Sunday, June 22, 2014
Tankard - R.I.B. (2014)
R.I.B. (Rest in Beer) is not returning to the brilliant, raw liquid diet carnage of the first three discs, and I have long given up hope that they'd bridge back to the filthier production standards of the 80s. Sure, I fantasize that they'll one day unleash their swan song (let's hypothetically title it Reign in Beer, with a grand finale dubbed "Raining Beer"), reduced to 30 minutes or less of that propulsive, energetic, riff-rich environment that characterized masterpieces like The Morning After and Zombie Attack. But R.I.B. is far more like a natural progression from their 2006 effort The Beauty and the Beer, which is for me their greatest record of the 21st century, experimenting with a more melodic hybrid of thrash and heavy/speed metal cognizant of modern production standards. A lot of the emphasis here is on well-structured lead harmonies, mute-dense thrashing patterns which pummel the listener repeatedly thanks to the fat production, and of course, Gerre's absolutely timeless fucking voice. A million beers later, I have no idea how he keeps this up, but honestly if you just dialed back the production level a few decades he sounds almost EXACTLY like he did in the band's late 80s prime...it's almost uncanny. Fellow Teutonic front men (and women) like Mille Petrozza, Sabine Classen and Onkle Tom Angelripper all seem to have mutated their tones for better or worse, while this particular exhibit remains a permanent fixture of the museum, what comes out later at night and breaks all the glass on the other collections by flinging empty bottles at them...
The album threads in a few cleaner guitar passages and bolder, thicker bass-lines to offset the intros to a number of tunes ("War Cry", "R.I.B.", etc) from the consistently muscular thrash found coursing through the majority of the material, but this has really been the case for much modern Tankard, so it doesn't necessarily come off as expansive or innovative within their canon. But that aside, they do try their hands at a few new tricks like a 'choir'. The riffs are far more hits than they are misses, though the majority of them are just later analogs for those they've always written, and even the chorus vocal structures and techniques, like how Gerre raises the pitch and harmonizes himself with all the ballast of an angry soccer hooligan, seem to tread over ground they've already dug up. There is a certain degree of German power metal influence circa Running Wild and Rage which you can find in a few of the picking progressions ("Riders of the Doom", etc), which for me is welcome but not something you might have expected back in the days of Chemical Invasion or "Commandments", where they were all out blistering speed/thrash with a heavier punk influence. Some tunes, like "Hope Can't Die", in fact thrive off being pure melodic heavy metal performed at a moderate pace, a tactic employed pretty often on other recent discs like the last one, A Girl Named Cerveza.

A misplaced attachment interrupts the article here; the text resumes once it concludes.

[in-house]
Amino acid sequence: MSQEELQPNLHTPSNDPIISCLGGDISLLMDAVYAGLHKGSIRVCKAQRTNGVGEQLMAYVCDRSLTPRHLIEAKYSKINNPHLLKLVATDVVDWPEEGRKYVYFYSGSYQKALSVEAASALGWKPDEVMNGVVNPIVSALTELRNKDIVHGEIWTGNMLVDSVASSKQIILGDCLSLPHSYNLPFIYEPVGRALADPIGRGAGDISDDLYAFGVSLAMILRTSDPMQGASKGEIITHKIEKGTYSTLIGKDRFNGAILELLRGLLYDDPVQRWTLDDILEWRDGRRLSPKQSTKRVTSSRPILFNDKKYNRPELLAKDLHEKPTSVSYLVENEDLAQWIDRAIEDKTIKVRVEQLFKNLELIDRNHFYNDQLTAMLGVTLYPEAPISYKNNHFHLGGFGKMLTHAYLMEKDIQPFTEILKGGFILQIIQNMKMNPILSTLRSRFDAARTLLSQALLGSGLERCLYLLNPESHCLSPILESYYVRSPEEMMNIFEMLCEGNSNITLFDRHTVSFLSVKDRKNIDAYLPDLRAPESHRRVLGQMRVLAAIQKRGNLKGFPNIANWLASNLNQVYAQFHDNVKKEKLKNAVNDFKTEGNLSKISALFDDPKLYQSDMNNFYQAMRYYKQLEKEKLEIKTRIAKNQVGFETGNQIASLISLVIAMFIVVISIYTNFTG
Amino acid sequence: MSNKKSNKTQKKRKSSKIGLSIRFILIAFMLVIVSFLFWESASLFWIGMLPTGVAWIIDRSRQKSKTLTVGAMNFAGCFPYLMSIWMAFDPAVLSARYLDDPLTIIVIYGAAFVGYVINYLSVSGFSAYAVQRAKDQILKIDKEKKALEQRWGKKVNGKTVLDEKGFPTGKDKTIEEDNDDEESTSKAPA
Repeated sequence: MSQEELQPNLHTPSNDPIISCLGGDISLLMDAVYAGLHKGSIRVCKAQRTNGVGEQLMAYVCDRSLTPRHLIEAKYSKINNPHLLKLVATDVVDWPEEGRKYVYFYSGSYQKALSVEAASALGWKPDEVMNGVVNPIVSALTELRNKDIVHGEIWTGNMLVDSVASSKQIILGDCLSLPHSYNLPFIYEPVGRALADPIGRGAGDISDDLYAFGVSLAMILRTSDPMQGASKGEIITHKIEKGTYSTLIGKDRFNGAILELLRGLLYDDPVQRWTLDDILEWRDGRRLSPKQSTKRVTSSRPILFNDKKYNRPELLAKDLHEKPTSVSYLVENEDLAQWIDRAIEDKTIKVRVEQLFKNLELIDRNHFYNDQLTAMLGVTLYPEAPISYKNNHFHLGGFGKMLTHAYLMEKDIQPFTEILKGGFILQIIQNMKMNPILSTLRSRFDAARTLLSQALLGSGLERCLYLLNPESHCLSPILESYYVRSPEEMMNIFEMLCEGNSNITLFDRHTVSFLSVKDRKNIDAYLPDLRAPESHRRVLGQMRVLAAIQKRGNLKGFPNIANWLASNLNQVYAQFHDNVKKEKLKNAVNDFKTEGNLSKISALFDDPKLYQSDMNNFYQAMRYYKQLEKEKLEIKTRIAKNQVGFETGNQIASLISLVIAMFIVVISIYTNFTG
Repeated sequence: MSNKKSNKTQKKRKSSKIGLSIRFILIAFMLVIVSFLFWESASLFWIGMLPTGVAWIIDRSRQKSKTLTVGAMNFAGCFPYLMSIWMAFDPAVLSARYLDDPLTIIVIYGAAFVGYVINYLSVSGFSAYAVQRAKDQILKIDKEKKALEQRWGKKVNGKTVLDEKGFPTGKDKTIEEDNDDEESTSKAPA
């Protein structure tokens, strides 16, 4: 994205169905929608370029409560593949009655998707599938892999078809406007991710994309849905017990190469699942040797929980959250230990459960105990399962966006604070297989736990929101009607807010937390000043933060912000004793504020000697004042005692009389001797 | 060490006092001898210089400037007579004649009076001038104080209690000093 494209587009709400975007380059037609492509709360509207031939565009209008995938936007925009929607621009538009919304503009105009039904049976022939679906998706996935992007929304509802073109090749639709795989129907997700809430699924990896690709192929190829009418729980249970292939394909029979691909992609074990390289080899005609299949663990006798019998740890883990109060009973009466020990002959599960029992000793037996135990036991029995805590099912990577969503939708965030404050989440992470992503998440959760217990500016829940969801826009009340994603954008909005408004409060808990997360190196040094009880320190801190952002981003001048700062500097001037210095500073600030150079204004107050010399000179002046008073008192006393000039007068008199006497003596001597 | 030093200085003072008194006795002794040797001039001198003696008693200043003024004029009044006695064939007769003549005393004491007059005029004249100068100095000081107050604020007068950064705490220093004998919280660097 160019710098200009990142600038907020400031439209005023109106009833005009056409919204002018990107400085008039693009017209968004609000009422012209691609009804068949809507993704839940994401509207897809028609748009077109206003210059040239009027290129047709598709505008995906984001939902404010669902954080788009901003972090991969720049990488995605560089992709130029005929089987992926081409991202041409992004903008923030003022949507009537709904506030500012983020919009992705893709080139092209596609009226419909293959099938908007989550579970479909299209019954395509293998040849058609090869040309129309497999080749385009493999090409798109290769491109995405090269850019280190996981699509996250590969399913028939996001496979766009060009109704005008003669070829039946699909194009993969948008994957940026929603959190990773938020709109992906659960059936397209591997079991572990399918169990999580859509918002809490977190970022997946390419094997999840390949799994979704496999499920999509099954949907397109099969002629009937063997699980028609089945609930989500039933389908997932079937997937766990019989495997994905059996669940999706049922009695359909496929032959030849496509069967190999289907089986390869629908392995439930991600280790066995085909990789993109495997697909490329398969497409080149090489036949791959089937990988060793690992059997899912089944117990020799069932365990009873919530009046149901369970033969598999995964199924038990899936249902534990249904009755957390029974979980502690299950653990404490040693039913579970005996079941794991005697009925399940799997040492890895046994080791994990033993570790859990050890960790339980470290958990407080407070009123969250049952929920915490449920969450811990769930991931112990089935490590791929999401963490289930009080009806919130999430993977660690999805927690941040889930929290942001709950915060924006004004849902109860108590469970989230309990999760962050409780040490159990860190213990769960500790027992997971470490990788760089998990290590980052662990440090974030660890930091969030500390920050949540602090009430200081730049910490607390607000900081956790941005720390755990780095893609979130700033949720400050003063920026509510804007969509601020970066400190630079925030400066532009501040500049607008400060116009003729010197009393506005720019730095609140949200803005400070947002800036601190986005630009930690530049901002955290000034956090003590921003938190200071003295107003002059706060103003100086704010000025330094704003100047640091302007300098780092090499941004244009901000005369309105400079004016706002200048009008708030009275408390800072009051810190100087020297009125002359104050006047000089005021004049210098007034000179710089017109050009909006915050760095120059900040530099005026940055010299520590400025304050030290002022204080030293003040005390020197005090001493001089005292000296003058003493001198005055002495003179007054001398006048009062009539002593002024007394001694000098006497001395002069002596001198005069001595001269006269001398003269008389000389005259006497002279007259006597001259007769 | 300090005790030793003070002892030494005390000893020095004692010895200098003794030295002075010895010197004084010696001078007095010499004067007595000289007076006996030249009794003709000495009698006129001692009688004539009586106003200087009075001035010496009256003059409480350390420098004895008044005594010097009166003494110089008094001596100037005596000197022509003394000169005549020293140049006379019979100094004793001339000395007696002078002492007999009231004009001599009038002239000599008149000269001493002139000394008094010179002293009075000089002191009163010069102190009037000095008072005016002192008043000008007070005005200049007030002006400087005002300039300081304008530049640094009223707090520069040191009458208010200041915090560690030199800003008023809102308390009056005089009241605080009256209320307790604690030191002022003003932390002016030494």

Instruments all sound great here, in particular the aforementioned bass and vocals, but they do wonders to get each sounding like an equal in the mix. Tankard have essentially transformed into the most professional sounding drunks in the industry, a characteristic you might not expect...since a wilder, more frenetic and disheveled production might better suit the subject matter. But of course the Germans don't ONLY sing about beer, much like Running Wild didn't ONLY sing about pirates. Tongue-in-cheek social issues are represented as they always have been, and like a lot of these German thrashers have done (like Destruction or Tankard themselves), there is the slightly irritating self-referential quality where they keep tooting their own horns for having been there since the dawn of the genre. For instance, the R.I.B. cover artwork is clearly a callback to Chemical Invasion, as are some of the lyrics a continuation of that mad professor character (one of their old mascots along with the alcoholic alien). It's become a little annoying in that it feels like these old timers have so little left to say to us rather than repeat themselves. Sequel-itis to a fault. Yet for younger audiences just starting to turn on to these legends, I think it's probably par for the course.
Nitpicks aside, though, R.I.B. is a fun album to listen through. The pacing and riffs are diverse enough to hold the listener through to the 40 minute hangover, and it sounds fucking excellent pouring out of the three pairs of speakers I've thus far played it on. Tankard is a big, fat, ugly, immoveable and goddamn proud rock in this medium, and the kid inside me is so unfailingly beaming to have waved around the flag for them so long (in fact, this is one of the few bands I'm upset to have missed by not attending MDF '14 in Baltimore, but new parenthood calls). That does not mean they cannot write and release better than this... Ultimately, it's a less memorable Beauty and the Beer/A Girl Named Cerveza which still gets its kicks off, but while for that next stage, that next burst of inebriated inspiration, records like this are solid exhibitions of continued commitment and entertainment value, so really there's just not much to complain about, beyond the fact that, like so many of these decades-old metal monarchs, their best efforts remain way back in the rear-view mirror, obfuscated by the dust of maturity.
Verdict: Win [7.75/10]